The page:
A return home for the canonization of Teresa
A Welland priest who says he met Mother Teresa on three occasions will be at her canonization Sunday in St. Peter’s Square in Rome.
She was “inspirational and moving” says Rev. Paul Vellakunnathu, who lived in India’s Kerala state and became a priest there 36 years ago.
In his mind’s eye he has a clear, indelible picture of the diminutive woman, especially her face: “She had a great, welcoming smile, one that transmitted great joy. It was very telling.”
Tiny though she was, he sees her as a “pillar” of strength and of rich personal example for followers.
The encounters he had with her were in the early 1980s. The first was when Mother Teresa was invited to visit the seminary he was at, the two others when he visited the mother house of the Missionaries of Charity, the religious community of sisters she founded, in Calcutta (also now known as Kolkata).
Vellakunnathu, 62, says he came away from those encounters with deeper feeling for her life’s work, a ministry of charity, compassion and mercy.
He has been a priest here in the Roman Catholic Diocese of St. Catharines since 2001.
He is pastor at St. Andrew the Apostle Church at East Main Street and St. Andrew Avenue in Welland. Previous assignments were at Our Lady of the Holy Rosary in Thorold and St. Elizabeth in Wainfleet.
Some clergy and laypeople from the diocese are already on pilgrimage in Italy for the canonization, with still others arriving in the next day or two. Vellakunnathu will be leaving later Thursday.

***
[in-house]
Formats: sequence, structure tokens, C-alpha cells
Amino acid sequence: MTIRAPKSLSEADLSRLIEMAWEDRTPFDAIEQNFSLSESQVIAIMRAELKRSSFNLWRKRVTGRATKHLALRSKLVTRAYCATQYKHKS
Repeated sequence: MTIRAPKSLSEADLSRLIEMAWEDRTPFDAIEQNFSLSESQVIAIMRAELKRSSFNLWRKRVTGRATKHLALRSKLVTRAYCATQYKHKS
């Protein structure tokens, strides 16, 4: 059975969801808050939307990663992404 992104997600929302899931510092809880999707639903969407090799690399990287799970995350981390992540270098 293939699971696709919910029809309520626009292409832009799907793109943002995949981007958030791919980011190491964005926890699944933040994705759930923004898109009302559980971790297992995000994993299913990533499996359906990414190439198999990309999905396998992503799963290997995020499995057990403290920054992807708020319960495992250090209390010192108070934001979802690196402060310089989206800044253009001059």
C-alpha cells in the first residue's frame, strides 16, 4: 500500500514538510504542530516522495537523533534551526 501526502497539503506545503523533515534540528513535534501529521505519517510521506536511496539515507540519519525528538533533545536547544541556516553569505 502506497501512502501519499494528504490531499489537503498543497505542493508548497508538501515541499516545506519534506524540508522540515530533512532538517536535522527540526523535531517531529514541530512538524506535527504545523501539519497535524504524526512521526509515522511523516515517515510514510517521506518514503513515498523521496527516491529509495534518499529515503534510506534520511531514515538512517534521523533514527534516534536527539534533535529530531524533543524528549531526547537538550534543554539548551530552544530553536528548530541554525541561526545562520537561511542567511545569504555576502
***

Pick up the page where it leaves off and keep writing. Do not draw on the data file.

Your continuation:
He says one of the reasons for deciding to attend the canonization is obvious: Mother Teresa’s connection to India, his homeland.
“I think of her as one of us.”
Another is because of the admiration he had for her when she was alive.
“When I was in India I was involved in many parish activities and she was an inspiration to me.”
Mother Teresa’s road to sainthood hasn’t been without detractors.
According to news reports, critics have emerged. They charge that some of the Missionaries of Charity lacked proper training to care for the sick and dying and some of their facilities such as treatment centres and hospitals did not meet health standards. But Vellakunnathu counters with: “There will always be critics, people who find fault.” He says the good that has been done over the years for so many people speaks for itself.
Personally, he tries to live his life on Mother Teresa’s example.
He says Mother Teresa found inspiration in Christ’s Sermon on the Mount: Blessed are the poor in spirit, the humble of heart, the peacemakers, the merciful …
It was her blueprint for living, he says. He tries to make it his as well.
And her unwavering example caring for the unwanted and unloved gives him deep-seated appreciation for the meaning of mercy: “Mercy is not some theory or idea. It has to be lived. People have to experience it, from one to the other.”
What will be his cherished takeaway from the joyous mass of canonization? Will it be a commemorative rosary or two, or prayer cards for friends and parishioners, or medals? Or will it be something more?
“I think I will be invigorated to continue in my life of service. I think I will be strengthened to stay on my personal journey following the Lord. I think I will be humbled knowing that a great thing has happened and it happened in my lifetime to someone I met. All this is what I will take away.”
Lifelong Welland resident Joe Barkovich has spent much of that time watching people. He continues to be amazed seeing the best and not so best in us, but that’s life. Get a glimpse of how Joe sees our part of the world in his weekly column. He can be reached at: email@example.com.